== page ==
An alternative to a Platform start could be a Committee Boat start. Such would make it possible to avoid much of all the above Platform start problems and also lead to more course options e.g. a southerly first mark.  It would also remove the need for Race Team transfers to and from the Platform which would improve safety. A downside to a Committee Boat start would be the sourcing of a suitable boat, a power cruiser of 40 ft. length or more.
Building a new platform off the entrance to Pylewell Lake would solve most of the problems.
Changing the start time would solve problem b).

The Course

Conventionally most races start and finish with a beat and hence require a windward and leeward mark. This is the simplest of courses – a sausage. But a sausage course (particularly on an east west running tidal shore) can advantages some yacht designs over others e.g. symmetric vis asymmetric spinnakers. A third mark offset from the first mark can be used to force a reach and square up a run and equalise some of the design differences. So the simplest course for the race in our waters would tend to be a triangle.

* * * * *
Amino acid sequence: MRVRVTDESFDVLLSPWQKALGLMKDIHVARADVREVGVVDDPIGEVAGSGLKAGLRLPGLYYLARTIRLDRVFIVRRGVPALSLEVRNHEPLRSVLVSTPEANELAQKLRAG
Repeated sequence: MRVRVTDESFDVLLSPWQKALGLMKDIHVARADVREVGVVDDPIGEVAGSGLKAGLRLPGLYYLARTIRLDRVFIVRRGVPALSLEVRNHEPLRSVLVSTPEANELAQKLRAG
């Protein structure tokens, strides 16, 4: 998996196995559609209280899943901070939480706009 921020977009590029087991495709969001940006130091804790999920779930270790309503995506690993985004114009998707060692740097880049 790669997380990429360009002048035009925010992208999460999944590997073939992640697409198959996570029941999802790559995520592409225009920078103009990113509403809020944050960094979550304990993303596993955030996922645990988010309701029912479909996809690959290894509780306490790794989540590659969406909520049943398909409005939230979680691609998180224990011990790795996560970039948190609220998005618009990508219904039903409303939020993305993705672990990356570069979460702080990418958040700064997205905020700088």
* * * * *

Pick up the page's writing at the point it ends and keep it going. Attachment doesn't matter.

The Potter Ship race has always been based on laps. Historically this was two laps often shortened to one but with the ALR, as its name suggests, there has to be laps and the more the better. In both of these cases the lap starts and finishes at the same line/gate i.e. the start and finish of each lap.

With our fixed marks the shortest length triangle that can be set from the Platform is likely to include E, F and C marks (0.65, 0.45, 1.15 and 0.6 = 2.85 NM). Using STAD (Appendix B) and the table in the RRS (page 200) the time for slow and fast(ish) boats in different winds speeds to complete this lap would be: –

5 metre boat 9 metre boat
Wind speed (kn) Speed (kn) Lap time (h) Speed (kn) Lap time (h)
5 1.1 2.6 2.0 1.4
11 2.6 1.1 4.5 0.6
22 5.1 0.6 9.0 0.3


Interestingly in the 2020 race with much the same triangle course the elapsed average lap time for the slowest boat was 1 h 49 mins (1.8 hours) and for the fastest 54 mins (0.9 hours).